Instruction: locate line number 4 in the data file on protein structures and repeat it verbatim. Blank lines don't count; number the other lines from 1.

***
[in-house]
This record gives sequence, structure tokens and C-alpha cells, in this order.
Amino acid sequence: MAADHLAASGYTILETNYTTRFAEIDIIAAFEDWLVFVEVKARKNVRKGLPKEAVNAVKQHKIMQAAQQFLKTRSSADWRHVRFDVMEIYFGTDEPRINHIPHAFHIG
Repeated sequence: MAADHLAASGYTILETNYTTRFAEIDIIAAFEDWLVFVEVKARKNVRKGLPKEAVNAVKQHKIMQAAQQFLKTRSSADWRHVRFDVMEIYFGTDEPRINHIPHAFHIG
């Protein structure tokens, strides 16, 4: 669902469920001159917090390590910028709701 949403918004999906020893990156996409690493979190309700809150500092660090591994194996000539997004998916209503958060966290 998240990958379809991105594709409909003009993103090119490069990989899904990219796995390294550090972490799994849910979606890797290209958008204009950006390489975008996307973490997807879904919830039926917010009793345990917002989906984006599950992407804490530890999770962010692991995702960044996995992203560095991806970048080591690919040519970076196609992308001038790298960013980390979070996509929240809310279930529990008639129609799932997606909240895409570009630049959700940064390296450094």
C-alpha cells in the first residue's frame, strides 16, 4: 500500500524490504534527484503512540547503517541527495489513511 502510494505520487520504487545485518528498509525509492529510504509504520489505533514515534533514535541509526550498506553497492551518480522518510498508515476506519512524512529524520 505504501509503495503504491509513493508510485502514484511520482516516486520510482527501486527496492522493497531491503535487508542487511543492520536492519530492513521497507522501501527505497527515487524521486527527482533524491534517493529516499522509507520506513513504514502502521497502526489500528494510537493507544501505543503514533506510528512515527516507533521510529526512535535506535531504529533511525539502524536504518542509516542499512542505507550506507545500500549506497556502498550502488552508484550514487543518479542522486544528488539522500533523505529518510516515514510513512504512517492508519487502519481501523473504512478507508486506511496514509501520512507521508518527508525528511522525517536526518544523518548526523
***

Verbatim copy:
Repeated sequence: MAADHLAASGYTILETNYTTRFAEIDIIAAFEDWLVFVEVKARKNVRKGLPKEAVNAVKQHKIMQAAQQFLKTRSSADWRHVRFDVMEIYFGTDEPRINHIPHAFHIG